Something my grad school professor said changed the way I’ve thought about brainstorming forever. Now it’s the best thing I can tell anyone else.
There are dozens of ways you can get a room going and pan the gold from a group’s brainstorm. There are hundreds of blog posts out there that list techniques for generating and vetting ideas. This isn’t one of them.
Instead, this post is about one idea. It’s not an exercise, but a framework. And it combines two of my favorite things (metaphors and graphs) for one unforgettable notion that has framed the way I approach ideating ever since. And it might change your process, too, maybe more than any of those listicles can.
Ideation and Brainstorming: An Illustrative Story
Once, in a graduate class in the University of Washington’s Human Centered Design and Engineering program, the professor asked the class what we could do with a piece of string and a coin with a hole in the middle. He threw an image up on the projector:
“So, what can you do with this coin and a piece of string?”
Silence. No one really knew what he meant. No one wanted to ask and look silly.
“I’m serious, what can you do with these?”
One student raised his hand.
“Make a necklace,” he ventured.
“Excellent. What else?”
Another student: “You could use it to level a table.”
“Excellent. What else?”
There was a pause, and the professor suggested, “Maybe you could use it to make a tiny swing for a mouse.”
The class was emboldened. People started suggesting more ideas, nervous at first but then with gusto. Some ideas were good. Some were lame and poorly wrought. Others, ridiculous but somehow clever.
“You could use it to hypnotize someone”
“Fish a magnet out of the gutter.”
“Create a scale that can only measure whether or not an object weighs more or less than the coin.”
“Make a lasso.”
“Or a noose.”
After a while, the suggestions died down. The students searched their minds for more to contribute, but the room fell silent.
“Nothing else?” the professor asked. No one spoke.
“What we just did was an exercise I use to illustrate how brainstorming works,” he said. “Most people think they know how it works, because it’s a term we’ve used since we were children, but I don’t think most people realize that brainstorming follows a bell curve.”
He drew a basic bell curve on the whiteboard and labeled its axes:
“Almost any ideation session follows this pattern,” he continued. “The x-axis is how long you spend ideating. The y-axis is how many ideas you come up with.
“At first, people are quiet,” he continued. “They’re afraid to get the answer wrong or look dumb. The first idea always takes the longest to be said—you can see how gentle the slope is at the beginning of the curve. But once someone says the first idea, others follow, and in increasingly rapid succession.”
He annotated his bell curve:
“After this period of ramping up, people begin a kind of frenzy. This is when the most ideas are generated, and it is the result of people finally feeling comfortable to truly say anything.”
“Do you remember what happened in our brainstorm just now, about the coin and the piece of string? Do you remember when I suggested the swing for the mouse? It wasn’t the best idea. It wasn’t even a very good idea, and the ideas you came up with beforehand were probably better. But I knew if I threw something absurd out there, you all would feel more comfortable getting a little absurd yourselves.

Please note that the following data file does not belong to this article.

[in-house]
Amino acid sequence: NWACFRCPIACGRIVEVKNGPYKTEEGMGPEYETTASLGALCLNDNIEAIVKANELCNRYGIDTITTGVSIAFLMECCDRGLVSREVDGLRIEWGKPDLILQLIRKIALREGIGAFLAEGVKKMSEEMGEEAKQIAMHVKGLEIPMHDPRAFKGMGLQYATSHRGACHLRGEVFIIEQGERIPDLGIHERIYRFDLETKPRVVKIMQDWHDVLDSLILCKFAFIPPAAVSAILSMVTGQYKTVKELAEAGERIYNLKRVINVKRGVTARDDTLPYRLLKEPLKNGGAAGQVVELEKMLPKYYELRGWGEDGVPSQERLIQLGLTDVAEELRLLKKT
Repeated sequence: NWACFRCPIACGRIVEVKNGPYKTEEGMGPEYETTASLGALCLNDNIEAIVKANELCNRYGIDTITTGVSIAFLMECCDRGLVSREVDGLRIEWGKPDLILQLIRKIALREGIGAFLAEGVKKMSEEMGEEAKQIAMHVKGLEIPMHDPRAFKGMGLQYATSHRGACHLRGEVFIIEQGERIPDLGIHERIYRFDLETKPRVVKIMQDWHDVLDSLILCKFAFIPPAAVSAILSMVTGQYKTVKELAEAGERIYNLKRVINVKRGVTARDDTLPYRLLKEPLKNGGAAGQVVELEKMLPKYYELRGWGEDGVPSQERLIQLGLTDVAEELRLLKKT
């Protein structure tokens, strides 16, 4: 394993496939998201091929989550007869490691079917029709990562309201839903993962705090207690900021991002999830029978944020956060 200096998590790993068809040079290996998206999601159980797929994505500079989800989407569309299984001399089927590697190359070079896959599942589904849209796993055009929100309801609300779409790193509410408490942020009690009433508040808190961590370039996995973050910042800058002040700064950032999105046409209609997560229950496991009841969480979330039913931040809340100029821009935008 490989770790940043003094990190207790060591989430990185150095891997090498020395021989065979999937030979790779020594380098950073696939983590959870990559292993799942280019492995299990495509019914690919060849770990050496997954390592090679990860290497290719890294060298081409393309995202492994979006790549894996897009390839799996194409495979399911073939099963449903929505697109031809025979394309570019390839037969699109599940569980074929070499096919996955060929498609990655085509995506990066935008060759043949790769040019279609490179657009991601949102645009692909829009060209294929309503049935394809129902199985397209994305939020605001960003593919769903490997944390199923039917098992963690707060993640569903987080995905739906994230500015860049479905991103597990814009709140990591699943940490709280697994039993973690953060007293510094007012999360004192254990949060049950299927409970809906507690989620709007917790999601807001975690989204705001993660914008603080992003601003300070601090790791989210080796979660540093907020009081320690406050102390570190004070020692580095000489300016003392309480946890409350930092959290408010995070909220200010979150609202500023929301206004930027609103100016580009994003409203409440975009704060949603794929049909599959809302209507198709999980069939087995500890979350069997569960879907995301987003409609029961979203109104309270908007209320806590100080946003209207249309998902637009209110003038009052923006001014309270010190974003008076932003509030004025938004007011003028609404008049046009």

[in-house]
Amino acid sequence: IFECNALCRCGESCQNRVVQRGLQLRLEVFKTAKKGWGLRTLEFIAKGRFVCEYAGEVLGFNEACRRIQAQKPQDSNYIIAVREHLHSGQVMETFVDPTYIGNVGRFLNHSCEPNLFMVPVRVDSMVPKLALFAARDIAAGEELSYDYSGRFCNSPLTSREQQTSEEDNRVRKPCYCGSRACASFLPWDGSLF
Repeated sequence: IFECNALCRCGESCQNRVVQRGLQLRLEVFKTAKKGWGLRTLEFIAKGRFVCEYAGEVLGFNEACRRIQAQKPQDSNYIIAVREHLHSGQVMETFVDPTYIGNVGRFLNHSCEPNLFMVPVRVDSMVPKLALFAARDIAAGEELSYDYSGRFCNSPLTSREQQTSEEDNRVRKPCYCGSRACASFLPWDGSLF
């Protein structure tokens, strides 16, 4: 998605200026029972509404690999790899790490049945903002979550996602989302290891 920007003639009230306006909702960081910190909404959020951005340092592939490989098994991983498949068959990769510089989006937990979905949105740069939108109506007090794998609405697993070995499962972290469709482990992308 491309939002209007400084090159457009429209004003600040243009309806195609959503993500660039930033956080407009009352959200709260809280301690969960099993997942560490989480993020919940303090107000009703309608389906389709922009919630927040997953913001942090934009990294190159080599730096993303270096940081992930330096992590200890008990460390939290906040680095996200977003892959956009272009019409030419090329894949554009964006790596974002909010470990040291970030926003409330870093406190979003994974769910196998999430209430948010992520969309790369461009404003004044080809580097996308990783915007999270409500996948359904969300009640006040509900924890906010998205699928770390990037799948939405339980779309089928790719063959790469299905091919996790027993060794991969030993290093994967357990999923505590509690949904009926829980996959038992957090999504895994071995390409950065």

“It’s not the best idea that encourages the room to speak, it’s the silliest, the craziest, the most impossible or even the dumbest. That’s why we say there are no bad ideas. Because once you have your first ‘bad’ idea, you enter the peak of the brainstorm.”
He added again to the whiteboard:
“So what happens next?” the professor continued.
“The ideas slow down. Just as it gets progressively easier to think of ideas in the beginning, it gets progressively harder to think of more after you’ve reached the peak. Nothing lasts forever, including brainstorms. If you try to keep forcing new ideation after the brainstorm has run its course, you’ll reap diminishing returns.”
He drew a final note on the whiteboard:
And then he dropped the metaphor:
“There’s a reason people call it ‘popcorn-style’ when a group of folks shout out ideas willy nilly. When you microwave a bag of popcorn, you have to wait in silence for the first few kernels to explode, and then the whole bag erupts. In the end, the pops become fewer and fewer, and you have to remove it from the microwave before you ruin the batch.”
I’d never heard that before, and I haven’t forgotten it since. Now, the most important thing I know about ideation is that you need to keep going until it’s really over. Too many people stop ideating before the brainstorm is actually complete and they miss the peak of it entirely. The brainstorm isn’t over when you have one good idea, it’s over when you can’t think of any more ideas at all.
If you’re coming up with ideas in a marketing meeting, the same principle applies. Don’t stop ideating after the first few ideas, and keep pushing until ideas come rapidly. And don’t stop until you’re really done.
And finally, if you’re trying to facilitate a brainstorm, you might have to swallow your pride and suggest something as absurd as a mouse on a swing.
If you want more than just a story and a single piece of advice, however, I recommend Portent’s newest ebook, Plug and Play Content Strategy. Author Augustin Kendall offers many exercises for ideation, vetting, and prioritization that will take you a lot farther than the end of your bell curve: